Tuesday, December 16, 2014

Strange Highways (1995) by Dean Koontz

Strange Highways by Dean Koontz (1995): Short novel sees the prolific Koontz on a rare foray into supernatural horror. It's pretty bad. Things start off promisingly, as a 40-year-old never-was returns to his small Pennsylvania hometown for the first time in 20 years to bury his father. Something happened two decades ago to drive him away from home, something he doesn't want to think about. But think about he will, as visions and supernatural events begin to point him towards a long-delayed reckoning with Evil. Evil so Evil it is the Fruits of the Devil, it is.

The first forty pages or so of Strange Highways are quite promising, establishing a real sense of place in Pennsylvania mining country, in an area where underground coal-vein fires have forced the evacuation of a village near the protagonist's hometown as the ground begins to crack, explode, and subside.

However, the supernatural events, when they really start coming, quickly veer into complete goofiness. Why? Something wants our protagonist to change the past. So it sends him into the past. And it provides a magical way for him to know whether or not he's changing the past for the better. And then, at the climax, after numerous speeches in which the protagonist is guilted by another character for not Having Faith, time keeps resetting itself until he gets everything right. It's like Live Die Repeat, Now With 100% More Satan.

We're left with a hero who seems like a dunderhead. Given the supernatural events going on all around him, he doesn't really need to have faith: empirically speaking, God does seem to have been proven to exist. And two plot devices ripped from the headlines of the early 1990's -- Satanist teenagers! Repressed Memory Syndrome! -- look awfully threadbare with the benefit of hindsight. So, too, the repeated and increasingly mawkish sermonizing. Koontz is a lot of things, but an interesting philosopher he is not. Not recommended.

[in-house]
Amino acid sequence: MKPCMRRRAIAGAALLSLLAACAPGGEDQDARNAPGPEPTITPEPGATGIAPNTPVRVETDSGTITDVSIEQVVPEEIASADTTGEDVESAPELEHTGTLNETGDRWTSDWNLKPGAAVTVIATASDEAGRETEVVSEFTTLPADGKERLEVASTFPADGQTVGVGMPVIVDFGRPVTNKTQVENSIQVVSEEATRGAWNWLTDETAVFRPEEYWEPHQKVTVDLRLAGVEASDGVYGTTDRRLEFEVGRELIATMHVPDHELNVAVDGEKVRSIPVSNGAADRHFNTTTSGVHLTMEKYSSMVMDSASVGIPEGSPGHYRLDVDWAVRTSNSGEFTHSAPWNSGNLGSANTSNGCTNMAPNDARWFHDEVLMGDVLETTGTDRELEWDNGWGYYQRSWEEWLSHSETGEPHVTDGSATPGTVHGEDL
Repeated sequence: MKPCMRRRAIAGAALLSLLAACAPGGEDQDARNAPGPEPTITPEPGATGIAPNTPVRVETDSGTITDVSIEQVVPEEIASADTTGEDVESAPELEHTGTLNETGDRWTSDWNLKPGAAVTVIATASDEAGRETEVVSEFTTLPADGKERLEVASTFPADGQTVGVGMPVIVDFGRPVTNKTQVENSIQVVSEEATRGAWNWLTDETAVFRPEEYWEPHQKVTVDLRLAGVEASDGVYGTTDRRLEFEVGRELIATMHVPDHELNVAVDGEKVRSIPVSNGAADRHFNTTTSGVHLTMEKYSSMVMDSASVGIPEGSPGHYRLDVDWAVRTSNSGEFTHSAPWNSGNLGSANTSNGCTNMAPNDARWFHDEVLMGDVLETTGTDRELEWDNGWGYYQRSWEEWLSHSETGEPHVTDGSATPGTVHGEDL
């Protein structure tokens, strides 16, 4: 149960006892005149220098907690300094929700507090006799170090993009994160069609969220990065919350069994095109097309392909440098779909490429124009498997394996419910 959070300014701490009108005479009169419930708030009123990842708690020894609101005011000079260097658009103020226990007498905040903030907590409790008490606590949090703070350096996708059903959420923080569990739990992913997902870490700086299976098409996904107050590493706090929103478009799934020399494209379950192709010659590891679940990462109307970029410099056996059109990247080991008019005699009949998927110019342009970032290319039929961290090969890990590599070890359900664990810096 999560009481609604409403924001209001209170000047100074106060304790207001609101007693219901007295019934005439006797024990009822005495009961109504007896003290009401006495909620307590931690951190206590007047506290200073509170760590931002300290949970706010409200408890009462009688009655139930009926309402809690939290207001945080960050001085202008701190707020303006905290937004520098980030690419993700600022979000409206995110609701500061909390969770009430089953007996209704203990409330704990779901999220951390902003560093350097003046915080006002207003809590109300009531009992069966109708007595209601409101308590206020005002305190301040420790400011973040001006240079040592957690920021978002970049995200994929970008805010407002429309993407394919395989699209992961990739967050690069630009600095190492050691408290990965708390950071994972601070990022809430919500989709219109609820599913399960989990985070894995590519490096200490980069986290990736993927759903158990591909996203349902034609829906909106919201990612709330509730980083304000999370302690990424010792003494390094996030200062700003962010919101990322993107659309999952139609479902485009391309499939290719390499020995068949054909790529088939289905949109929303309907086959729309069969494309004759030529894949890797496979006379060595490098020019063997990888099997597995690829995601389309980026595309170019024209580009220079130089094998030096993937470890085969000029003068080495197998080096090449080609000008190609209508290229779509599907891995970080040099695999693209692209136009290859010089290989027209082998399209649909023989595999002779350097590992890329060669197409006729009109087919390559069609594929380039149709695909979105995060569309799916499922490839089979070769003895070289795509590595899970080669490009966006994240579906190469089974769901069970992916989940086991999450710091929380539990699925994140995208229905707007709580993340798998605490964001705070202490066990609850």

1. I read a few of Koontz's bestsellers in the late '80s, when I was graduating high school, and for a hot minute I liked him fine. Then came the epilogue to MIDNIGHT, in which the hero/father smashes all his estranged son's heavy metal records, then forces him in an embrace (in subsequent reprints, records are replaced with CDs, because who wants to read some damn *old* book from a hundred years ago when people listened to records?!). See, all better now! Barf.

    Not too long after that I read an essay he wrote for the intro to a NIGHT VISIONS antho he edited, in which he slammed shallow, graphic horror writers--or, writer singular, as it was obvious he was referring to Clive Barker. Barker, who by any estimate is a far better writer *and* philosopher than Koontz any day. I've reserved a special hatred of Koontz ever since, and these days it's pretty obvious he's become a right-wing crank clumsily inserting his ham-headed beliefs into his fiction. I really don't think he has much to do with the horror genre whatsoever, despite what publishers and bookstores think. He's a hack by every definition of the word.

  2. As Charles Barkley might say, he's turrrrrrribull.